Efrem Zimbalist, Jr.
( b. Nov 30, 1918 New York, New York, USA - d. May 02, 2014 Solvang, California, USA ) Male
Efrem Zimbalist Jr. was an actor whose mellifluous voice and air of European sophistication left a distinctive stamp on two popular television crime series. Mr. Zimbalist personified the suave and unflappable leading man as an Ivy League-educated private eye on the lighthearted "77 Sunset Strip" and as a stalwart agent who always got his man on "The F.B.I.," which ran for nine seasons and made him a household name. "The F.B.I." was unquestioning in its support of the agency it depicted, and both on screen and off, Mr. Zimbalist became its unofficial symbol.
Although he had some success in movies, big-screen stardom eluded him; he did his most memorable work on television, a medium he sometimes resented but always understood.
After graduating from prep school, Mr. Zimbalist attended Yale University, where he led the life of a bon vivant. He was expelled, reinstated and expelled again for low grades, and he amassed, by his account, thousands of dollars of debt at New Haven haberdasheries and gourmet shops.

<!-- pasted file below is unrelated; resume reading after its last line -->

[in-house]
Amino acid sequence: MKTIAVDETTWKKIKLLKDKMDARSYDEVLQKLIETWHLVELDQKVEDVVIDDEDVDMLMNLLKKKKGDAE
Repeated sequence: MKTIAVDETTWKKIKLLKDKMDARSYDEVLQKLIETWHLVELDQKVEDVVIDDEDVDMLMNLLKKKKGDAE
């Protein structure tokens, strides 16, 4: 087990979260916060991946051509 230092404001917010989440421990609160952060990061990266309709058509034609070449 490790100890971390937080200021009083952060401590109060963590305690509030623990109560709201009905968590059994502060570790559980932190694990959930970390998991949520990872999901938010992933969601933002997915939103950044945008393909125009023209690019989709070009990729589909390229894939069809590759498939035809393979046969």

He then worked as an NBC page (a fellow page was Thomas Merton, who would achieve literary fame after he became a Trappist monk) and studied acting at the Neighborhood Playhouse in New York, where Gregory Peck was also a student.
In 1941, he enlisted in the Army. He received the Purple Heart after being wounded in the battle of Hürtgen Forest, on the German-Belgian border. After returning to New York, he made his Broadway debut in The Rugged Path, starring Spencer Tracy. Later roles included one opposite Eva Le Gallienne in Hedda Gabler.
Mr. Zimbalist augmented his budding stage career by producing three lyric operas by Gian Carlo Menotti. The double bill of The Medium and The Telephone was a popular success, and The Consul won the Pulitzer Prize for music in 1950.
Source: The New York Times obituary